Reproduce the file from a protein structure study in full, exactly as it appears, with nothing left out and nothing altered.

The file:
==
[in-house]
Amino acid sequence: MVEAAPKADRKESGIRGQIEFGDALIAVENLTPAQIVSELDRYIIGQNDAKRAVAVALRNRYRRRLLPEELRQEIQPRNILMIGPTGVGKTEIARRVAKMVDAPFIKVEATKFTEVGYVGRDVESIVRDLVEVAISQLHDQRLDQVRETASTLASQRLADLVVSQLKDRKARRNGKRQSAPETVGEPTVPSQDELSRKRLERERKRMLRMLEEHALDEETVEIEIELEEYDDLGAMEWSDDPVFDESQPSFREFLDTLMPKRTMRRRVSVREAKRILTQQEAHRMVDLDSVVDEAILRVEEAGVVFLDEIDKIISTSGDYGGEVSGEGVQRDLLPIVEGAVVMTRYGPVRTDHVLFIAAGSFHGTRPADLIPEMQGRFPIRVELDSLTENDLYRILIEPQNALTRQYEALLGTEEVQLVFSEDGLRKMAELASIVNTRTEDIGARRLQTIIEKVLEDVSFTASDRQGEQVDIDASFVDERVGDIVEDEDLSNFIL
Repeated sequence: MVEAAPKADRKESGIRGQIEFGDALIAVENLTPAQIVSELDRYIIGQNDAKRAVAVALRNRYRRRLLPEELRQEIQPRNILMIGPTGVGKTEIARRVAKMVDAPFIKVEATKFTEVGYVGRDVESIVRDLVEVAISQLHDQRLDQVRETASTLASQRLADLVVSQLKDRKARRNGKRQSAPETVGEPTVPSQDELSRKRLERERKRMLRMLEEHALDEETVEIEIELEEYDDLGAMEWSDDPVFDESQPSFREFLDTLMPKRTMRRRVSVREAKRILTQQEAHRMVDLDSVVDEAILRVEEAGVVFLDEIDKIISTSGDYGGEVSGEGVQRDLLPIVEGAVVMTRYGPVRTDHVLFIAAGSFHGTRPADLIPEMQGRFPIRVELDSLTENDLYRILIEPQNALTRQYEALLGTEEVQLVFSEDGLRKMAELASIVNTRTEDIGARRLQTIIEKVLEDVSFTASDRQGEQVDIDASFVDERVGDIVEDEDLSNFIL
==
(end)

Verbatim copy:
[in-house]
Amino acid sequence: MVEAAPKADRKESGIRGQIEFGDALIAVENLTPAQIVSELDRYIIGQNDAKRAVAVALRNRYRRRLLPEELRQEIQPRNILMIGPTGVGKTEIARRVAKMVDAPFIKVEATKFTEVGYVGRDVESIVRDLVEVAISQLHDQRLDQVRETASTLASQRLADLVVSQLKDRKARRNGKRQSAPETVGEPTVPSQDELSRKRLERERKRMLRMLEEHALDEETVEIEIELEEYDDLGAMEWSDDPVFDESQPSFREFLDTLMPKRTMRRRVSVREAKRILTQQEAHRMVDLDSVVDEAILRVEEAGVVFLDEIDKIISTSGDYGGEVSGEGVQRDLLPIVEGAVVMTRYGPVRTDHVLFIAAGSFHGTRPADLIPEMQGRFPIRVELDSLTENDLYRILIEPQNALTRQYEALLGTEEVQLVFSEDGLRKMAELASIVNTRTEDIGARRLQTIIEKVLEDVSFTASDRQGEQVDIDASFVDERVGDIVEDEDLSNFIL
Repeated sequence: MVEAAPKADRKESGIRGQIEFGDALIAVENLTPAQIVSELDRYIIGQNDAKRAVAVALRNRYRRRLLPEELRQEIQPRNILMIGPTGVGKTEIARRVAKMVDAPFIKVEATKFTEVGYVGRDVESIVRDLVEVAISQLHDQRLDQVRETASTLASQRLADLVVSQLKDRKARRNGKRQSAPETVGEPTVPSQDELSRKRLERERKRMLRMLEEHALDEETVEIEIELEEYDDLGAMEWSDDPVFDESQPSFREFLDTLMPKRTMRRRVSVREAKRILTQQEAHRMVDLDSVVDEAILRVEEAGVVFLDEIDKIISTSGDYGGEVSGEGVQRDLLPIVEGAVVMTRYGPVRTDHVLFIAAGSFHGTRPADLIPEMQGRFPIRVELDSLTENDLYRILIEPQNALTRQYEALLGTEEVQLVFSEDGLRKMAELASIVNTRTEDIGARRLQTIIEKVLEDVSFTASDRQGEQVDIDASFVDERVGDIVEDEDLSNFIL